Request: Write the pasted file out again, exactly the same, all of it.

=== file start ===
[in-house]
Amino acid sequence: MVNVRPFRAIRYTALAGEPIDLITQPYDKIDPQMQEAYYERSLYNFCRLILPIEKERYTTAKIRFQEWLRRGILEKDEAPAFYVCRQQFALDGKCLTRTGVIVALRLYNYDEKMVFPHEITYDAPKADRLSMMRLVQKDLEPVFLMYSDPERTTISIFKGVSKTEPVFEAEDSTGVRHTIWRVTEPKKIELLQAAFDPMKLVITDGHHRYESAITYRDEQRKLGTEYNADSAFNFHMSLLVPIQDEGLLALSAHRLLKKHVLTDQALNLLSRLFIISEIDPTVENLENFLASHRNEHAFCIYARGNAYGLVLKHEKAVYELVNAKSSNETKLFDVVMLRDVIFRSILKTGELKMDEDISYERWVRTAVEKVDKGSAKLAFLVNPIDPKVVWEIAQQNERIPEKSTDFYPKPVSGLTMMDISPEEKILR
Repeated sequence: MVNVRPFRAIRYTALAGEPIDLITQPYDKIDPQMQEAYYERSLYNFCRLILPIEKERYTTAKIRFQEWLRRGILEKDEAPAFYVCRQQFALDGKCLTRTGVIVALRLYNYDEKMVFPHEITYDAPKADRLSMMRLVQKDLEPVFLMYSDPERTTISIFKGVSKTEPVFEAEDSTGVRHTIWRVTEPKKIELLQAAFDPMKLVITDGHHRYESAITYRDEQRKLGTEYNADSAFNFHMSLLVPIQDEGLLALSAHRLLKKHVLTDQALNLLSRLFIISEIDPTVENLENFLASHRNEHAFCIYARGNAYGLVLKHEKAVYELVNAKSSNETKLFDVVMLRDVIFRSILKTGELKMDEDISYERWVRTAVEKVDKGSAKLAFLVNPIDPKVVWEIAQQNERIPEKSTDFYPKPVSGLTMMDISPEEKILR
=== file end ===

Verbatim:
[in-house]
Amino acid sequence: MVNVRPFRAIRYTALAGEPIDLITQPYDKIDPQMQEAYYERSLYNFCRLILPIEKERYTTAKIRFQEWLRRGILEKDEAPAFYVCRQQFALDGKCLTRTGVIVALRLYNYDEKMVFPHEITYDAPKADRLSMMRLVQKDLEPVFLMYSDPERTTISIFKGVSKTEPVFEAEDSTGVRHTIWRVTEPKKIELLQAAFDPMKLVITDGHHRYESAITYRDEQRKLGTEYNADSAFNFHMSLLVPIQDEGLLALSAHRLLKKHVLTDQALNLLSRLFIISEIDPTVENLENFLASHRNEHAFCIYARGNAYGLVLKHEKAVYELVNAKSSNETKLFDVVMLRDVIFRSILKTGELKMDEDISYERWVRTAVEKVDKGSAKLAFLVNPIDPKVVWEIAQQNERIPEKSTDFYPKPVSGLTMMDISPEEKILR
Repeated sequence: MVNVRPFRAIRYTALAGEPIDLITQPYDKIDPQMQEAYYERSLYNFCRLILPIEKERYTTAKIRFQEWLRRGILEKDEAPAFYVCRQQFALDGKCLTRTGVIVALRLYNYDEKMVFPHEITYDAPKADRLSMMRLVQKDLEPVFLMYSDPERTTISIFKGVSKTEPVFEAEDSTGVRHTIWRVTEPKKIELLQAAFDPMKLVITDGHHRYESAITYRDEQRKLGTEYNADSAFNFHMSLLVPIQDEGLLALSAHRLLKKHVLTDQALNLLSRLFIISEIDPTVENLENFLASHRNEHAFCIYARGNAYGLVLKHEKAVYELVNAKSSNETKLFDVVMLRDVIFRSILKTGELKMDEDISYERWVRTAVEKVDKGSAKLAFLVNPIDPKVVWEIAQQNERIPEKSTDFYPKPVSGLTMMDISPEEKILR